Alcohol And Men’s Brain Health


Our Saturday green news brings you the latest on health, parenting and cool baby and kid products:

alcohol and brain health, men's health

Photo courtesy of John Liu via Flickr

  • Alcohol and men’s brain health: According to a recent study from the London University College published in the the journal Neurology, middle-aged men who consume too much alcohol may be reducing longevity of their brain’s health including working memory, problem solving skills and ability to reason. Based on results of this 10-year old study of 7,000 men and women , researchers concluded that excessive drinking during man’s 40s and 50s can accelerate mental decline during their later years. Women were not vulnerable to such effects, regardless of how much they drank during the same years. How many drinks was found to be too much? For men: two-and-a-half drinks per day.
  • Protect your family from Radon: The U.S. Environmental Protection Agency (EPA) has designated January as the National Radon Action Month. Radon is an invisible, odorless, radioactive gas that seeps into homes, schools and other buildings through openings in foundation walls and basement floors. One known health effect from prolonged exposure to radon is lung cancer. According to a recent study from the Radiation Safety Institute of Canada, 16% of all lung cancer deaths can be attributed to an exposure to radon. Learn more about steps you can take to protect your family from radon.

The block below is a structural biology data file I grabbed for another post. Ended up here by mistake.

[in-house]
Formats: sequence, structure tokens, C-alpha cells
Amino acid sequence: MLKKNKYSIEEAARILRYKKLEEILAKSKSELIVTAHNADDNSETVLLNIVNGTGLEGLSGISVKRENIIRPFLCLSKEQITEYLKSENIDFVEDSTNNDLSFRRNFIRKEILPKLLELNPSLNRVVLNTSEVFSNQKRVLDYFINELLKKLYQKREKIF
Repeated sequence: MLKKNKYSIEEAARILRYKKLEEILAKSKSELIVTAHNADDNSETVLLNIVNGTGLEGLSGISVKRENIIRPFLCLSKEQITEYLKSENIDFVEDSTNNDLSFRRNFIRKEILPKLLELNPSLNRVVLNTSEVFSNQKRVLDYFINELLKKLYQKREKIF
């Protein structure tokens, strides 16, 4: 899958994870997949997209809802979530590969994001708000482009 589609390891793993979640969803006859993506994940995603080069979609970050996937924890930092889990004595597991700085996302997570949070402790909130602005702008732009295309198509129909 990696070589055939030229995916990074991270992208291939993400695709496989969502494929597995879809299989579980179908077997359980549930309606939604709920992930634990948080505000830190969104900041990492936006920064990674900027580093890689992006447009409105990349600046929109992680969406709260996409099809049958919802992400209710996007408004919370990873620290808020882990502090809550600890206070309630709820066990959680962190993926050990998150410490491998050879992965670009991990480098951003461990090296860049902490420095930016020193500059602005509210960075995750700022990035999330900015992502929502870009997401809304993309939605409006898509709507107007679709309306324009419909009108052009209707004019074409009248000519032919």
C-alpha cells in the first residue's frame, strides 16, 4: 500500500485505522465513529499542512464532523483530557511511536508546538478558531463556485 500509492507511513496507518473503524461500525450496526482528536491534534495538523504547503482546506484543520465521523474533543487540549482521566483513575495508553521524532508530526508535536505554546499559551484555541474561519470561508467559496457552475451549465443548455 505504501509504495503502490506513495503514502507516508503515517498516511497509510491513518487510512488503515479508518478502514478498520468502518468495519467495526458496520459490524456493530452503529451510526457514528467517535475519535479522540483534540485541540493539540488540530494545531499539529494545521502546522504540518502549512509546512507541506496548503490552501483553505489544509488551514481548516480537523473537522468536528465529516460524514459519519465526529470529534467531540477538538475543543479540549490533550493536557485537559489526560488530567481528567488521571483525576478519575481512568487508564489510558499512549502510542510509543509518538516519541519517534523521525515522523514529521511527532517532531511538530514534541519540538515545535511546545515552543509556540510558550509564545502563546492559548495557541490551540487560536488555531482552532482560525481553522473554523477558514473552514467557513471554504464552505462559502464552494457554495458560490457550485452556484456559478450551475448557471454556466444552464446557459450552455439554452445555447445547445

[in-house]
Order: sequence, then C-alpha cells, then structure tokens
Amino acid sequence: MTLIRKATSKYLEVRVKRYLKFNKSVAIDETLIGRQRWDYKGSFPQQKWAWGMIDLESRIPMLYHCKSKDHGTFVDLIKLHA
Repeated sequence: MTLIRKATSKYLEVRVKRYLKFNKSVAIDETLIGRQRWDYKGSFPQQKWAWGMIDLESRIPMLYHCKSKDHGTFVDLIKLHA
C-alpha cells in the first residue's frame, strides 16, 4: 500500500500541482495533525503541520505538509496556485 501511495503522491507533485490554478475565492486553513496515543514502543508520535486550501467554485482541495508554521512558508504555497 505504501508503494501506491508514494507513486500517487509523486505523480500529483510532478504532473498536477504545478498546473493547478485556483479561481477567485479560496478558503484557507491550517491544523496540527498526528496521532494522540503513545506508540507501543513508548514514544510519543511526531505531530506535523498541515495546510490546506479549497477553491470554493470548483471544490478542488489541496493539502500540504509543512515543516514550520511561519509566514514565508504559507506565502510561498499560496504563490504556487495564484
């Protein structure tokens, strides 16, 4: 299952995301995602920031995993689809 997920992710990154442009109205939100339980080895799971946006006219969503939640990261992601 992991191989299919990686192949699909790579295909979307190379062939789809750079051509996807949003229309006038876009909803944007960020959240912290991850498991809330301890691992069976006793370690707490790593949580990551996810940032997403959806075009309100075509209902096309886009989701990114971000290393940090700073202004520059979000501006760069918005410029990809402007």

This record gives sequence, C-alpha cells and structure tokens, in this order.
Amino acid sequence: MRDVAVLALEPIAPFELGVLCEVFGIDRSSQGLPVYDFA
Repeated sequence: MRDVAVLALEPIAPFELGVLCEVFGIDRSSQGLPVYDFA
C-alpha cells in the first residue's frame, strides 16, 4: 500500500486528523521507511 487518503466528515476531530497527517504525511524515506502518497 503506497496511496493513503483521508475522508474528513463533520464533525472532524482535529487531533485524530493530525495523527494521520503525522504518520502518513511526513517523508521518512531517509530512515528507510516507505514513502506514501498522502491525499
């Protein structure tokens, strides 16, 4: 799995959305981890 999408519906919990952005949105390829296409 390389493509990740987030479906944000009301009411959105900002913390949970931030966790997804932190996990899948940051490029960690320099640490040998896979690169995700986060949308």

• Combination of children’s vaccines may increase the risk of fever: According to a recent study published in the journal JAMA Pediatrics, 37.6 percent of children who received vaccination for flu and pneumococcal disease at the same time developed a fever within a day. It’s common that some children get a moderate fever after a vaccination for flu or pneumococcal disease; but when given together, the risk of fever increases extensively. Researchers evaluated 530 children, ages 6 months to 2 years, who received their shots at three clinics in New York City. However, as the lead author Dr. Melissa S. Stockwell, an assistant professor of pediatrics at Columbia University Medical Center pointed out: “These findings are not a reason to avoid the vaccines. Getting the vaccines at the same visit increases the time of protection, and eliminates the problem of failing to return for the second shot.”
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